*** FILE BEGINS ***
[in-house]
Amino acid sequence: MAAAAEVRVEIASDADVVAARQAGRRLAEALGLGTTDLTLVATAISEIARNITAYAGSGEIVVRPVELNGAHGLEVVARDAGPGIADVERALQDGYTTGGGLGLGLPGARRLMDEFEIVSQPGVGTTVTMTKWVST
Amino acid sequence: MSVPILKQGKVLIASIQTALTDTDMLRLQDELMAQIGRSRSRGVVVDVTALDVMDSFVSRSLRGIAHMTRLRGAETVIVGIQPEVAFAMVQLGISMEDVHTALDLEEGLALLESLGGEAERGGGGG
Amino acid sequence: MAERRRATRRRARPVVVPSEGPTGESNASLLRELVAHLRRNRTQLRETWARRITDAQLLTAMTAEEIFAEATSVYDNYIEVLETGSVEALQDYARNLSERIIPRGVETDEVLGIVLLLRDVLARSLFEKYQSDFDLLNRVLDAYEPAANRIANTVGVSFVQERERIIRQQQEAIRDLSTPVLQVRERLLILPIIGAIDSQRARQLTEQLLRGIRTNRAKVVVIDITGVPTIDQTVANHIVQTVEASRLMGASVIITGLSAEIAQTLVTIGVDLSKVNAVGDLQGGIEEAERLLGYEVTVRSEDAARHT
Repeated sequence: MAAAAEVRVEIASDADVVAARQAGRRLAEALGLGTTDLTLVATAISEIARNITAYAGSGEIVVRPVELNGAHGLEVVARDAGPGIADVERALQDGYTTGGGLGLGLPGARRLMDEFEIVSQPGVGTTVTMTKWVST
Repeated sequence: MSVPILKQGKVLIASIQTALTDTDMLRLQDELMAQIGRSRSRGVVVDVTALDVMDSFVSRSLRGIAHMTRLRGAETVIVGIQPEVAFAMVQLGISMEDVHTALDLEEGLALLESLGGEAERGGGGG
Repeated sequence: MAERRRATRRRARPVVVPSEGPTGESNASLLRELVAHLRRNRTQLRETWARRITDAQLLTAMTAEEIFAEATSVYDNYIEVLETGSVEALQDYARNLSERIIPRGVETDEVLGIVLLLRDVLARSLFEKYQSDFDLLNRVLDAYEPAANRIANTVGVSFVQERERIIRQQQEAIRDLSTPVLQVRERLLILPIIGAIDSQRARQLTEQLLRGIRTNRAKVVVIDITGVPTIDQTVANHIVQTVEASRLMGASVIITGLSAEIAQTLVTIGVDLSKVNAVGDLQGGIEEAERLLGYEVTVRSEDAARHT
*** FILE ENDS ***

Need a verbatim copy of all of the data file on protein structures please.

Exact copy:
[in-house]
Amino acid sequence: MAAAAEVRVEIASDADVVAARQAGRRLAEALGLGTTDLTLVATAISEIARNITAYAGSGEIVVRPVELNGAHGLEVVARDAGPGIADVERALQDGYTTGGGLGLGLPGARRLMDEFEIVSQPGVGTTVTMTKWVST
Amino acid sequence: MSVPILKQGKVLIASIQTALTDTDMLRLQDELMAQIGRSRSRGVVVDVTALDVMDSFVSRSLRGIAHMTRLRGAETVIVGIQPEVAFAMVQLGISMEDVHTALDLEEGLALLESLGGEAERGGGGG
Amino acid sequence: MAERRRATRRRARPVVVPSEGPTGESNASLLRELVAHLRRNRTQLRETWARRITDAQLLTAMTAEEIFAEATSVYDNYIEVLETGSVEALQDYARNLSERIIPRGVETDEVLGIVLLLRDVLARSLFEKYQSDFDLLNRVLDAYEPAANRIANTVGVSFVQERERIIRQQQEAIRDLSTPVLQVRERLLILPIIGAIDSQRARQLTEQLLRGIRTNRAKVVVIDITGVPTIDQTVANHIVQTVEASRLMGASVIITGLSAEIAQTLVTIGVDLSKVNAVGDLQGGIEEAERLLGYEVTVRSEDAARHT
Repeated sequence: MAAAAEVRVEIASDADVVAARQAGRRLAEALGLGTTDLTLVATAISEIARNITAYAGSGEIVVRPVELNGAHGLEVVARDAGPGIADVERALQDGYTTGGGLGLGLPGARRLMDEFEIVSQPGVGTTVTMTKWVST
Repeated sequence: MSVPILKQGKVLIASIQTALTDTDMLRLQDELMAQIGRSRSRGVVVDVTALDVMDSFVSRSLRGIAHMTRLRGAETVIVGIQPEVAFAMVQLGISMEDVHTALDLEEGLALLESLGGEAERGGGGG
Repeated sequence: MAERRRATRRRARPVVVPSEGPTGESNASLLRELVAHLRRNRTQLRETWARRITDAQLLTAMTAEEIFAEATSVYDNYIEVLETGSVEALQDYARNLSERIIPRGVETDEVLGIVLLLRDVLARSLFEKYQSDFDLLNRVLDAYEPAANRIANTVGVSFVQERERIIRQQQEAIRDLSTPVLQVRERLLILPIIGAIDSQRARQLTEQLLRGIRTNRAKVVVIDITGVPTIDQTVANHIVQTVEASRLMGASVIITGLSAEIAQTLVTIGVDLSKVNAVGDLQGGIEEAERLLGYEVTVRSEDAARHT